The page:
Huhne to Cabinet: I should have been consulted
Cabinet had a group therapy session today on Europe. Lib Dems shared their pain. Conservatives explained their difficulties. On the whole, there was a combined effort one Cabinet minister said to “keep down the heat”.
Nick Clegg, Danny Alexander and Michael Moore explained to Conservatives why they were disappointed with the veto. Nick Clegg talked about how it would be wise not to take an obstructive approach over whether the 26 should be allowed to use EU institutions.
I get the impression that the government is thinking of saying the buildings are open to the 26, no problem, and there could be discussion about whether they get to use the personnel and powers, but that would all be subject to some sort of negotiation. (Some Tory backbenchers are fizzing about this – one called it “a cave-in by a different method.”)
As for the negotiations and the veto, Lib Dems in Cabinet made it clear that they thought, as this was the start of the process and not the conclusion, the UK should’ve stayed in the process, not opted out by using the veto. Vince Cable focused on the impact on business of what was done in the dead of night in Brussels.
Jeremy Hunt and Justine Greening were amongst the Tory ministers who said the prime minister had no option but to veto – that you need a bottom line in European negotiations and if you don’t defend it, you end up worse off in every subsequent negotiation. Both Iain Duncan Smith and Owen Paterson, who lobbied the PM for a hard line ahead of the Brussels summit, remained silent in the discussion.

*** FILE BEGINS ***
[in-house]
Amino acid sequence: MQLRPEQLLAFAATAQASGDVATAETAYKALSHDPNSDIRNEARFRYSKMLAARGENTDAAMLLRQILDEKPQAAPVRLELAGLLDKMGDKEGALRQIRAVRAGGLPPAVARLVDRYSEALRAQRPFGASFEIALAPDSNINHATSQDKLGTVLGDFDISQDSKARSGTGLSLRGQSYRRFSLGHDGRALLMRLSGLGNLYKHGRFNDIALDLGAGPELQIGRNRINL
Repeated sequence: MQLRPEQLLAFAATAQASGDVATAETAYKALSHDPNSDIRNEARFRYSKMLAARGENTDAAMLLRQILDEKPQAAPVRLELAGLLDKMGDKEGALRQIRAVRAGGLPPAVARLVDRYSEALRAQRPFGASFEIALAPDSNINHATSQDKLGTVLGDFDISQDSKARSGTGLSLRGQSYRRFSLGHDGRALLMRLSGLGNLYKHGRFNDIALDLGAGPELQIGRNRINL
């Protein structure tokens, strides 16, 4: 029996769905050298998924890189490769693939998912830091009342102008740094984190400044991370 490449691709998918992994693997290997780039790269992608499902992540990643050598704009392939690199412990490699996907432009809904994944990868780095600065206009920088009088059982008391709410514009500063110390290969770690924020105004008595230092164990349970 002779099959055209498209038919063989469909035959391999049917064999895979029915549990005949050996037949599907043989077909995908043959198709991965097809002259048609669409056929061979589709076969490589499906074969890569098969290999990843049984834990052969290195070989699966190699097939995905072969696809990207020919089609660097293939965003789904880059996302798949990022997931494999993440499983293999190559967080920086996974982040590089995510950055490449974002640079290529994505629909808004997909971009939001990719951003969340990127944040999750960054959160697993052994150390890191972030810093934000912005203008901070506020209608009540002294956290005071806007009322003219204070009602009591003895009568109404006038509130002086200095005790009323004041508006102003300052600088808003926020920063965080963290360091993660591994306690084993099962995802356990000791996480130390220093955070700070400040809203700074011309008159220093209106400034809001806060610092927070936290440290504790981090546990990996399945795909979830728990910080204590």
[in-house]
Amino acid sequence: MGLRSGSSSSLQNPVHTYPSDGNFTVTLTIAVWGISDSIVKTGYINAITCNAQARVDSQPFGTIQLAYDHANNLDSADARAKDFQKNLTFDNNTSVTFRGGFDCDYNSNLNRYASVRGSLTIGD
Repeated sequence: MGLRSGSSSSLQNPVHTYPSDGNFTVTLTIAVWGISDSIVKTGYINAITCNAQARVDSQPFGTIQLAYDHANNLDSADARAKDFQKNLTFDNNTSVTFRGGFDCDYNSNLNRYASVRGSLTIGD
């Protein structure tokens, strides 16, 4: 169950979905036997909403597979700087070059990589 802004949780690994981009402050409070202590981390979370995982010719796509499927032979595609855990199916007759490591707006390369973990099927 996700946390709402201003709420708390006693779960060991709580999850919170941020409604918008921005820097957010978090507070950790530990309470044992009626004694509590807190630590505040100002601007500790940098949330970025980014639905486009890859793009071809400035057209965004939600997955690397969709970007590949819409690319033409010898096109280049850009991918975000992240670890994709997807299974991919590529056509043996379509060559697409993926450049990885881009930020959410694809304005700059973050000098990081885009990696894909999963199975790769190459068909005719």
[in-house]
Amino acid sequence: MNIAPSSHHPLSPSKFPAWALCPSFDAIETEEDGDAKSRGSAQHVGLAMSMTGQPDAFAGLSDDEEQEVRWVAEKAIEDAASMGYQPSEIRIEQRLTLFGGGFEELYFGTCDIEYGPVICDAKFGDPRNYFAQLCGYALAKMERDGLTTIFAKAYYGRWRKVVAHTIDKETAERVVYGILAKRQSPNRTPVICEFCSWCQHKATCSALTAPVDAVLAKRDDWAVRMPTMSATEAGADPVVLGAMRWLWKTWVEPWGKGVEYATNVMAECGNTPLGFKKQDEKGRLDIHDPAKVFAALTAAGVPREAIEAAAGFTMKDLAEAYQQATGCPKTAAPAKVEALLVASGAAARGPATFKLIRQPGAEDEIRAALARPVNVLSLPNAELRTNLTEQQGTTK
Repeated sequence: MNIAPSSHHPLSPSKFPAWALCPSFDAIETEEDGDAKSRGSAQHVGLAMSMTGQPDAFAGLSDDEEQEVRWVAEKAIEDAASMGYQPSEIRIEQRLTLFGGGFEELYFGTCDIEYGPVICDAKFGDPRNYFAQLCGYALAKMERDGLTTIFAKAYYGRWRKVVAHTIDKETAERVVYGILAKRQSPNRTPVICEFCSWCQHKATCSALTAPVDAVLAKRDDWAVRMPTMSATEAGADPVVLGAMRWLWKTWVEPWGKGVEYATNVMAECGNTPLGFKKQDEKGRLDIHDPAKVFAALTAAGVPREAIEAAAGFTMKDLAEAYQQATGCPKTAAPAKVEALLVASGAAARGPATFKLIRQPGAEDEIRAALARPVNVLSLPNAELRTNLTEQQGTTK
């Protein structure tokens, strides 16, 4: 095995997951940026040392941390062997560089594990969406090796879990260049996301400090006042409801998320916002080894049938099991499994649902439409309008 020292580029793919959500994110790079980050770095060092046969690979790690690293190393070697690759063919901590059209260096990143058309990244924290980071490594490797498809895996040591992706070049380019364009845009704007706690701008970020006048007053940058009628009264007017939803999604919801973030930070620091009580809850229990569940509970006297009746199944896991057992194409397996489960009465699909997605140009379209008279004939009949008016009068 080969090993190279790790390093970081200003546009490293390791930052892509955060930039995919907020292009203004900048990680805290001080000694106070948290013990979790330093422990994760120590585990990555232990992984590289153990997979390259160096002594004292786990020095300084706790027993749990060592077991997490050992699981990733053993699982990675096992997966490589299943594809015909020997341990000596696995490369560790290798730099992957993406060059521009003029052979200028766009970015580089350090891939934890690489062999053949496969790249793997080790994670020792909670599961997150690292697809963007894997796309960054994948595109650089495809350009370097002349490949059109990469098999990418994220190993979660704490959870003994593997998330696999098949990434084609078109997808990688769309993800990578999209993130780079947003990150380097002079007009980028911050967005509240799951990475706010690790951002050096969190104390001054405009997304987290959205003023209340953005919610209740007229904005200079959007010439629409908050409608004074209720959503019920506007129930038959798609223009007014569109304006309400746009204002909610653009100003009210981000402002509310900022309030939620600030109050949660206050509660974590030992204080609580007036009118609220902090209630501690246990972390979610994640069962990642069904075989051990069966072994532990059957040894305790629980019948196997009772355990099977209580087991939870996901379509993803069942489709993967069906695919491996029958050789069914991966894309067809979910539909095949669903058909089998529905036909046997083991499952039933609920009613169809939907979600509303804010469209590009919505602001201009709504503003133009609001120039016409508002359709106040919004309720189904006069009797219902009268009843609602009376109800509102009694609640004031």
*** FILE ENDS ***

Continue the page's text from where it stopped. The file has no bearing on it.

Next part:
Chris Huhne took a different tack and talked about how “proper procedures” for negotiations had not been used. He said when he was negotiating in Durban on climate change talks, he made sure that he checked in with his ministerial colleagues as positions changed in Durban. There were “write-rounds”, he said, to keep them in the loop, and as deputy chair of the Cabinet sub-committee on European affairs he, Chris Huhne, should’ve been consulted over the European negotiations during the actual negotiations in Brussels, not just told the negotiating line beforehand.
That, you will notice, is a world away from saying Nick Clegg wasn’t consulted properly, and I understand was not regarded as particularly supportive by the leadership.
Chris Huhne is, of course, the man who confronted David Cameron in Cabinet in May over the “No to AV” campaign leaflets. If that was an “8” or a “9” on impact in the room – some ministers wondered where it was going and whether Chris Huhne was about to walk out – today was more of a “7”. It rates that high because after the climate change secretary’s contribution to the round table discussion, he didn’t stop there.
He broke one of the unwritten conventions of Cabinet by interrupting the prime minister twice as he summed up the 50-minute discussion on Europe (once to say he didn’t think the PM had addressed the points he’d raised and once when the prime minister was saying he didn’t want people blaming officials).
What most at Cabinet will probably take away, though, is Nick Clegg’s declaration that he will have a new “focus” on Europe. He is clearly interested in trying to get back to a treaty of the 27 if at all possible. A big “if”, but it shows a direction of travel that Nick Clegg wants to go in. And in the coalition there is a paradoxical rule – you are at your strongest when you are at your weakest, meaning you get concessions when you feel done over by the other side.
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